1 Groundbreaking Film Incentive Program in Georgia

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Photo Source: Sean Pavone

The historic port city of Savannah in Chatham County, Ga. wants the film and TV production market to not only come, but to stay. The Savannah Economic Development Authority, commonly known as SEDA, has created an incentive program unlike any other in the country; its sole purpose is to build a stable and sustainable entertainment production industry in Chatham County.

SEDA has been around since the 1920s and is not funded by taxpayer dollars. Through special constitutional provisions at its inception it was granted the right to issue bonds to businesses as part of a tax abatement plan to create sustainable, long-term, job-creating businesses in Chatham County. In 2011 they hired SRI International to conduct local research, seeking to diversify an already diverse economy that consists of the fourth largest and fastest-growing port in the nation, a tourism industry that attracts over 13 million visitors per year, a military, government, manufacturing, and academic sector, and the regional hub for health care.

One of the areas needing attention was the film, TV, and commercial production industries. Having had success over the last few decades with several high-profile movies (“Midnight in the Garden of Good and Evil,” “Now and Then,” and “Forrest Gump,” to name just a few) and boasting locations that cover everything from urban areas to swamp lands, the question became clear, according to Angela Hendrix, SEDA’s director of marketing and public relations. “How might we create an industry that was at capacity for the area and sustainable in order to have a full calendar of production business all year long?”

Trusted industry insider Stratton Leopold, a Hollywood producer and Savannah native, led a committee that included local industry professionals to identify the area’s strengths and barriers to building a sustainable industry in the region. One recommendation that came out of those committee meetings was to “hire a representative based in Los Angeles who had an established network of contacts and who could really market and sell the idea of Savannah as a location,” said Hendrix.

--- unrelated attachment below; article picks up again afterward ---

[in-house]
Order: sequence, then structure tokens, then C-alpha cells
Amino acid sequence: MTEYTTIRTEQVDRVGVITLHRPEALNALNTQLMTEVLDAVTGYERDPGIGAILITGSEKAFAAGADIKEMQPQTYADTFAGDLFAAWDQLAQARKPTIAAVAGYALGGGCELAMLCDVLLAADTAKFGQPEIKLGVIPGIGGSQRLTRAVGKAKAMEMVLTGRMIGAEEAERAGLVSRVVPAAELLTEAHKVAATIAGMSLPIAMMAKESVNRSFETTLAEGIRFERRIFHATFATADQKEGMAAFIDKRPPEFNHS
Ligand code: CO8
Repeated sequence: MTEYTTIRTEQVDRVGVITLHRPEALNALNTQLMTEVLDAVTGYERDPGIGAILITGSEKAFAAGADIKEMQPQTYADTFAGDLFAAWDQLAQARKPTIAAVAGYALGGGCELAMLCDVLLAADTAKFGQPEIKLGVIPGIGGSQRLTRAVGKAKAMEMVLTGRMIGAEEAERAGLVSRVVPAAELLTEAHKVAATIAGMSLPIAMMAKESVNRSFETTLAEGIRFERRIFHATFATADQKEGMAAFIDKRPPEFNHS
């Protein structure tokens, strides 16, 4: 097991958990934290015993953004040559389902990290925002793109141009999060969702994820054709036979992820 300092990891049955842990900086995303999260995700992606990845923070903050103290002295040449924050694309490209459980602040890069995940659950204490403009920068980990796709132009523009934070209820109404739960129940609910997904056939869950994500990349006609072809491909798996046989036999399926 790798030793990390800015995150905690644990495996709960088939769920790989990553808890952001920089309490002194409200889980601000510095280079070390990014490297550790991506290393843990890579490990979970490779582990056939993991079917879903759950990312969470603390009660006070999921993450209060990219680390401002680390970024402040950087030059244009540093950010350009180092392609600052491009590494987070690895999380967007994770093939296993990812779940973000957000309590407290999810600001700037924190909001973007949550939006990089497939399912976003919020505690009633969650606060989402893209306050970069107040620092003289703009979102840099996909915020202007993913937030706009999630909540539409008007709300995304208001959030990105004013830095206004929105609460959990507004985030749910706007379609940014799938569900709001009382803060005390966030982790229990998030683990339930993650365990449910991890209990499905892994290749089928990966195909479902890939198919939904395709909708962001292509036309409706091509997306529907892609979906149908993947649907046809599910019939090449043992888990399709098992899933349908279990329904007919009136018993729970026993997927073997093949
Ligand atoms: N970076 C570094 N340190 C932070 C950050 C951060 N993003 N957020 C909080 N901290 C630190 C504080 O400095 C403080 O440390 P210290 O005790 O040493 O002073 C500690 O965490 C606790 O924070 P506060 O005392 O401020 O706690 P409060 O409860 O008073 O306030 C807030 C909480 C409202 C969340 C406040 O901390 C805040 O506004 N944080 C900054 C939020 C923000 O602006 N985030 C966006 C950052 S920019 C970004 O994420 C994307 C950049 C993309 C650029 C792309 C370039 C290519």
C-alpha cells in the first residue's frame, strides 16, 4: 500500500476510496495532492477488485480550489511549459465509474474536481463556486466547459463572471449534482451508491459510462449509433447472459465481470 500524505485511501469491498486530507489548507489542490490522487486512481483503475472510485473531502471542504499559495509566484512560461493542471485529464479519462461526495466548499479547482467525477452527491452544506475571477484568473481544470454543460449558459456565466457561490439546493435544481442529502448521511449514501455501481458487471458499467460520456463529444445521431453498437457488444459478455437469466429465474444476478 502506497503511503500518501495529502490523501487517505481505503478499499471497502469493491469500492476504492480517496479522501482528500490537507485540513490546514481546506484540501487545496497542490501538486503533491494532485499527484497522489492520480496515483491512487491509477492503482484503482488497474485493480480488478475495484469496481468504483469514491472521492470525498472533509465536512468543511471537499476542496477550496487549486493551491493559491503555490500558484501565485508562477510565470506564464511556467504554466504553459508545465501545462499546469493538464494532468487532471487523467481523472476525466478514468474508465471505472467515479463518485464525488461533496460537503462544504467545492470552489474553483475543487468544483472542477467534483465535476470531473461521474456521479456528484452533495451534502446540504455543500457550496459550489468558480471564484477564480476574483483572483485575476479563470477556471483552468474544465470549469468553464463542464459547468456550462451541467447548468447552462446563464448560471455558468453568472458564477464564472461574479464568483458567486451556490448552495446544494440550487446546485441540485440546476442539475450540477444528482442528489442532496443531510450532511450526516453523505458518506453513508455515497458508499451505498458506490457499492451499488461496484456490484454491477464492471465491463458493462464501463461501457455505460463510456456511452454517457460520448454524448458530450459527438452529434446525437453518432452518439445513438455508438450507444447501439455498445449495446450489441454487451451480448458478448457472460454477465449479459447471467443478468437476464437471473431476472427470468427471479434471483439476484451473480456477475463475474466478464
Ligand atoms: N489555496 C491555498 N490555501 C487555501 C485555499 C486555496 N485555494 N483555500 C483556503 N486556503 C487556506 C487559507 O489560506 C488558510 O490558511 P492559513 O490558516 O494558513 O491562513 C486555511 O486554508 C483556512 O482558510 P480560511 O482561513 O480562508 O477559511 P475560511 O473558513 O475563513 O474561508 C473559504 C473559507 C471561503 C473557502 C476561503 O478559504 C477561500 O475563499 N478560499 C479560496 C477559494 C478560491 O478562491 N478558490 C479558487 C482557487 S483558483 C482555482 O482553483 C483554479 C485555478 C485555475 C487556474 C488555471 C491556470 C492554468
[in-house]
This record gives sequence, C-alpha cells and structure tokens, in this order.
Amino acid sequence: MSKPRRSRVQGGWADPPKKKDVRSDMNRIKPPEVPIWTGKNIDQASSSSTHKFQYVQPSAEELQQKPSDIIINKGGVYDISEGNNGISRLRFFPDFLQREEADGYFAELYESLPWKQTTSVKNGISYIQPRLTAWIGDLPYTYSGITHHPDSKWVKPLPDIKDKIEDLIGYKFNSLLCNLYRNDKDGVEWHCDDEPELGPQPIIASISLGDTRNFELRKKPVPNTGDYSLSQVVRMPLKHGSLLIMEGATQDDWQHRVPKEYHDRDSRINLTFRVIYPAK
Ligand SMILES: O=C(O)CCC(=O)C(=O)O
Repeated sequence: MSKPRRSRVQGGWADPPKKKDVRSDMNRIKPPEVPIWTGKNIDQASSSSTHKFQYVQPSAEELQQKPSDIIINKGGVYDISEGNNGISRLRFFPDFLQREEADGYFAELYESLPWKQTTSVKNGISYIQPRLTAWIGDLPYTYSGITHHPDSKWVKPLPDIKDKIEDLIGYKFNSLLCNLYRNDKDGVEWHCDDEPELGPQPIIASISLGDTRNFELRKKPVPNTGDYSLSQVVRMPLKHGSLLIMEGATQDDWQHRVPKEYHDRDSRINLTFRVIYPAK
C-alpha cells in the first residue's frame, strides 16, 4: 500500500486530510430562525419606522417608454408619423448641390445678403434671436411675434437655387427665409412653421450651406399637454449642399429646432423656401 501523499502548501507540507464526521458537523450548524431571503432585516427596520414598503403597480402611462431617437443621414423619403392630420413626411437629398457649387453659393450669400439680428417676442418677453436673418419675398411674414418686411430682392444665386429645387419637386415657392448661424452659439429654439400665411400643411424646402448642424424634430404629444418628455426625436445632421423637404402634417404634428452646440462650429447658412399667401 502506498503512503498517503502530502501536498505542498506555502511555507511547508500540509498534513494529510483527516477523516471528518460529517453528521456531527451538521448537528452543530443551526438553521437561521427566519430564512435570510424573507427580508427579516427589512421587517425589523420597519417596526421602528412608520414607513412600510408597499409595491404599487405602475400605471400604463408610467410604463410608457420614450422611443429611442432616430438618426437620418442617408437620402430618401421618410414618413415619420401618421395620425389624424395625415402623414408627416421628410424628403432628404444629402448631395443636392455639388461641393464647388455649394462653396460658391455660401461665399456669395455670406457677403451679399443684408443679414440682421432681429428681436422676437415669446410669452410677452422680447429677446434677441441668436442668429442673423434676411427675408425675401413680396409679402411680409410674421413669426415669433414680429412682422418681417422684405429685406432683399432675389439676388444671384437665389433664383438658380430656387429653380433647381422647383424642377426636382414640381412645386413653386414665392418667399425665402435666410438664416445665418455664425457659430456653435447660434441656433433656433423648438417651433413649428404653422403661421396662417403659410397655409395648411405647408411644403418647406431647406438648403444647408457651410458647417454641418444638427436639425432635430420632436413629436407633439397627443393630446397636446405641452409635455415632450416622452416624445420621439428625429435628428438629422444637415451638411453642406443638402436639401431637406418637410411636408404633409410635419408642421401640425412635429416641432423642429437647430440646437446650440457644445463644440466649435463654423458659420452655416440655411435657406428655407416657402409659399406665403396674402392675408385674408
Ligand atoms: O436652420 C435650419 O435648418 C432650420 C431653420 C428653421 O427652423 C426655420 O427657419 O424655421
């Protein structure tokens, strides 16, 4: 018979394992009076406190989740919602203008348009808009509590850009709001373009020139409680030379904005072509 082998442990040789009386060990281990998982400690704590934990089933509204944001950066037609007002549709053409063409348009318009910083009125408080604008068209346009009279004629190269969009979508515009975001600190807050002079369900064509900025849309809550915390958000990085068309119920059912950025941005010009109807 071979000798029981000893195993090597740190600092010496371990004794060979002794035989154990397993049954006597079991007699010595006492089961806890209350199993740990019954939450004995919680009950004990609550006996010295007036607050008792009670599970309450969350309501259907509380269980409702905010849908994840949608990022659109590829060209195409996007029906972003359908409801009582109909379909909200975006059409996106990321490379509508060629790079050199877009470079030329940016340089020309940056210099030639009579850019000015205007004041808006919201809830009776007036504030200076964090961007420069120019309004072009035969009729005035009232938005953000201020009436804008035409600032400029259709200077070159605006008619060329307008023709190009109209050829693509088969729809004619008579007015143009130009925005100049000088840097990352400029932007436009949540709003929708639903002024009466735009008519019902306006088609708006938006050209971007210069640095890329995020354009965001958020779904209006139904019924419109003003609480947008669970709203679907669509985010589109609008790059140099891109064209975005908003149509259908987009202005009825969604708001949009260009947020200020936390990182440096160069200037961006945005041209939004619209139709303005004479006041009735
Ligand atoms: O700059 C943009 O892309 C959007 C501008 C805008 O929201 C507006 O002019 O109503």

A year ago they hired Emmy-winning producer Ralph Singleton to do just that. “Ralph began talking to the unions about Savannah’s desire to be a sustainable location,” continued Hendrix. “He talked with local industry professionals and with fellow producers who had recently been in the area to find out what was working and what wasn’t. Out of those hundreds of conversations, he developed the framework for the new incentive program.”

Singleton studied some of the big-budget productions that had filmed in the area recently and quickly saw the focus point of the incentive program that would soon be created. Productions were incurring high costs of crew talent because they had to bring so many in from out of town. The goal became “to figure out a package that could make up that difference until it no longer had to make it up; to where there was enough consistent business in the area to support an established crew base,” said Hendrix.

SEDA has committed 1.5 million dollars per year to this annually reviewed incentive program for a total of three years. The program’s budget includes rebates to film and TV productions, but there is also a moving expenses reimbursement program for film crew members (the key to the established crew base), the requirements for which are a minimum of seven years with verifiable technical experience and a one-year minimum lease or purchased property in Chatham County. Hendrix added, “We’re looking to bring crew here who ‘attract’ the industry.”

Georgia entertainment pros, take note: SEDA’s incentive program goes into effect Jan. 1, 2016. All information can be found at www.seda.org.

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